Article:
Idaho


Idaho Legislature: Senate quashes road plan

BOISE – The Idaho Senate killed a controversial highway bonding plan Thursday, heightening a conflict between the House and Senate and dashing plans to end the legislative session.

After hours of talks, lawmakers still were at loggerheads late Thursday, so they adjourned with plans to continue talks this morning.

“We need a fresh start,” said House Speaker Lawerence Denney, R-Midvale, after House and Senate leaders failed to reach agreement. “Maybe somebody will come up with a great idea.”

House and Senate GOP leaders will gather for closed-door talks early this morning. Meanwhile, weary lawmakers postponed plans to leave Boise and head home.

Rep. Bob Nonini, R-Coeur d’Alene, said, “I’m going to have to dig a suit out – I packed my car last night.” He noted that lawmakers originally were scheduled to adjourn their session a week ago. “We’ve been here long enough,” he said. “This is crazy to sit around like this. … $40,000 a day – that’s what it costs to have the Legislature in session, and for nothing.”

The Senate voted 23-12 against the highway bonding plan – which includes the next step in major upgrades for U.S. Highway 95 in North Idaho – because the bill listed specific road projects and specific dollar amounts for each project. That’s the opposite of what Gov. Butch Otter called for at the opening of this year’s legislative session, when he said those decisions should be left to experts, not politicians.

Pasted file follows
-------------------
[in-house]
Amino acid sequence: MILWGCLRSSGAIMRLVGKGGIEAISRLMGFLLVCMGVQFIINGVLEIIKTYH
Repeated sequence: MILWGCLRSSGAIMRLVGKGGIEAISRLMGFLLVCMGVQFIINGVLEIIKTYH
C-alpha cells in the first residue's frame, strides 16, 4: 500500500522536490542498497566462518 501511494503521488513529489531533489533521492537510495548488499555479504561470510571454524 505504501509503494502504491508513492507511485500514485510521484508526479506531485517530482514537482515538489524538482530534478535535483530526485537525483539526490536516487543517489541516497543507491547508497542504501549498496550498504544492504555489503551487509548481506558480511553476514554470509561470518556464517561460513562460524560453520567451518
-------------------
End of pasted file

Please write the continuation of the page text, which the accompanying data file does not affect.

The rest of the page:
Those specifics show $50 million less going to North Idaho projects than Idaho Transportation Department plans showed at the beginning of the legislative session, and more going to the Boise area.

North Idaho senators argued strongly against the bill, saying it takes the state down a dangerous road toward politically picking road projects and letting lawmakers direct state dollars to their districts. All North Idaho senators voted against the bill.

Sen. Shawn Keough, R-Sandpoint, said, “The people of Idaho need to understand that this project list was developed by a small handful of legislators and a private contractor. This project list and dollar amounts were not approved by the Idaho Transportation Department and the Idaho Transportation Board.”

Keough noted that one Treasure Valley project, on state Highway 16 from Emmett to I-84, gets $17 million next year under the bill. The original plan for Grant Anticipation Revenue Vehicle (GARVEE) bonding envisioned just $4 million this year for that project, and a total of just $9.7 million throughout the five-year program.

Keough asked how that project grew so much. “It did not go through ITD, it did not go through the ITD board,” she said.

Rep. Frank Henderson, R-Post Falls, the lead sponsor of the bill, said a day earlier that the Highway 16 project got increased funds because it was ready to go, but Keough said that’s true of many projects around the state. “I can pull out five. But my project and your project weren’t represented at that table with a small group of people and a private contractor for the state,” she told the Senate.

Sen. Mike Jorgenson, R-Hayden Lake, said, “It’s a trophy bill for the Treasure Valley.”